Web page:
Wednesday, May 25, 2011

We Have Walked on Sacred Ground

Etowah Indian Mounds - Cartersville, Georgia
The Etowah Indian Mounds are located near Cartersville, Georgia, midway between Chattanooga and Atlanta, just a few miles off Interstate 75. The landmark has a very nice little museum and interpretive center. The mounds are unbelievable.

Archaeologists believe this site was the principal village in the region between 1,000 - 1,500 AD. It's easy to see why this rich valley was a popular place to live. The Etowah River flows through the property, and the mounds provided a safe retreat from the annual flood waters that breached its banks. The floods of the Etowah also brought rich silt (and gold) from the mountains and provided the valley with resources unmatched in the region. Notice the ancient Native American fish weir, very visible in the picture below (click to zoom).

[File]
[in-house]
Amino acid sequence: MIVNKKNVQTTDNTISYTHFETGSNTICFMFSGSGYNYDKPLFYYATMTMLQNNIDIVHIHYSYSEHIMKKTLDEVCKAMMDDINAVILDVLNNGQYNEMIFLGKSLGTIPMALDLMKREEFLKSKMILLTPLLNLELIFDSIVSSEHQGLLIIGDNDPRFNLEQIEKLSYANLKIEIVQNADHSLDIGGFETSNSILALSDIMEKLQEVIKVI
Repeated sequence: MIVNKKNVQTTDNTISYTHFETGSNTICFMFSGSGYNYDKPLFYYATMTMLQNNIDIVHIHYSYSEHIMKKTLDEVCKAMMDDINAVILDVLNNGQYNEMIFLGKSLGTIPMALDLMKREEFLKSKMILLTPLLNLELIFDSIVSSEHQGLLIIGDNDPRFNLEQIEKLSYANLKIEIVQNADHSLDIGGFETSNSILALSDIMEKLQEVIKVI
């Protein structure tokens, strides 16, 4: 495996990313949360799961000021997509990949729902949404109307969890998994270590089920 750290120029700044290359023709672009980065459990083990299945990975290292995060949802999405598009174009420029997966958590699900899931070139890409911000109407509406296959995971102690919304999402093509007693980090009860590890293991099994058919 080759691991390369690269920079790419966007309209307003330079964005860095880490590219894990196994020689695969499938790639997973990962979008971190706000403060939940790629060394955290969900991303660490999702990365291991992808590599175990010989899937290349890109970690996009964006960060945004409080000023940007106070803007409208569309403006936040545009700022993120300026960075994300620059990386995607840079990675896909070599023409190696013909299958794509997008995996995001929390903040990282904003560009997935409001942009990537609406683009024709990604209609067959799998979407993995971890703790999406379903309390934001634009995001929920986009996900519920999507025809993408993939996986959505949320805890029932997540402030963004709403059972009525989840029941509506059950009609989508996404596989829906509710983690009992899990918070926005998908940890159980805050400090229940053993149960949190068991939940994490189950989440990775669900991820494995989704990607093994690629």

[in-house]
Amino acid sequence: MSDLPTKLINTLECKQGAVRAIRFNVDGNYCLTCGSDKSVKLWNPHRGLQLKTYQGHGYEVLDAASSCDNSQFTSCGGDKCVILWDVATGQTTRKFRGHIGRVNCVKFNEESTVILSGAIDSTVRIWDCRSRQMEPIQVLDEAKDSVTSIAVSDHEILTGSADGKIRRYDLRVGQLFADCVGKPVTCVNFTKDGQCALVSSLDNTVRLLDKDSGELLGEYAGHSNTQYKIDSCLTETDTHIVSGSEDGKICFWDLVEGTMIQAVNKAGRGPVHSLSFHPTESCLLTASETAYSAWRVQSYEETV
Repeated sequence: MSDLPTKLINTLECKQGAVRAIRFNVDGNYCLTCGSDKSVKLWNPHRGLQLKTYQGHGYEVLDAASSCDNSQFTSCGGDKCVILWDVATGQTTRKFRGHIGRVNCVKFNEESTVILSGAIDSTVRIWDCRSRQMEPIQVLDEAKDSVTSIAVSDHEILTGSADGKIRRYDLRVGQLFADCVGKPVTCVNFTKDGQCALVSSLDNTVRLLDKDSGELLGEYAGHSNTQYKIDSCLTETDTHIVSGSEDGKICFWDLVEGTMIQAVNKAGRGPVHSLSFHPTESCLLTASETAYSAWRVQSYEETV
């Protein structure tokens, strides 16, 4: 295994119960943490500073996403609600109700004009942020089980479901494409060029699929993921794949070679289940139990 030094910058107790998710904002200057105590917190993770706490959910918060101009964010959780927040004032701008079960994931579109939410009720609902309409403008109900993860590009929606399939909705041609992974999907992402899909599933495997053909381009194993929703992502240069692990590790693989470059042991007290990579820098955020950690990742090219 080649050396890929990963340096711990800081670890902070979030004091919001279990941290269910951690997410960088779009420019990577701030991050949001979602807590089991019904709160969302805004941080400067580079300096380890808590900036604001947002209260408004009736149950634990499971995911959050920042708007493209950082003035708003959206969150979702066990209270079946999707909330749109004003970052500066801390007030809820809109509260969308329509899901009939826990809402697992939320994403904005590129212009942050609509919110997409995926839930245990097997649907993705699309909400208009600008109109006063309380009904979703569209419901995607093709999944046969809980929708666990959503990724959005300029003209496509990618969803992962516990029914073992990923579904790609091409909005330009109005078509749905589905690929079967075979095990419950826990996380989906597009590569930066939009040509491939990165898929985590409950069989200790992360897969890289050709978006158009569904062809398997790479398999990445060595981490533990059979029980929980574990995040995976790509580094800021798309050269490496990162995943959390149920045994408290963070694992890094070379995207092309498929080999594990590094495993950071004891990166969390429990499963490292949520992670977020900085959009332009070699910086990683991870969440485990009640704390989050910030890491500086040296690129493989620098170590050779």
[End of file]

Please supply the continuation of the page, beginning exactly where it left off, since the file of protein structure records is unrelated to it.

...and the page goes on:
When visiting this historic park, one of the first things you learn is that the entire site is considered "sacred ground" by the descendants of the original inhabitants. In times past, members of the Muscogee (Creek) families buried their loved ones under their river-cane beds when they passed. Over several hundred years, most of the village became one large cemetery. What this means today is archaeological excavation is next to impossible. Only one of the site's mounds has been fully excavated, but it revealed a tremendous amount insight into the lifestyle of ancient city's inhabitants. 

The Etowah Indian Mounds were built over many generations, each adding its own later. One mound, the tallest, was dedicate to the Chief. Another mound was dedicated to the superstar ball players (little has changed  in 1,000 years.)  The excavated mound was found to be a mortuary mound, final resting place for over 300 highly regarded tribe members.

Opinions differ as to the significance of the other mounds (10+ total). I have my opinions, but I'm hardly an expert. Click here for many more pictures and details.

No comments:

Post a Comment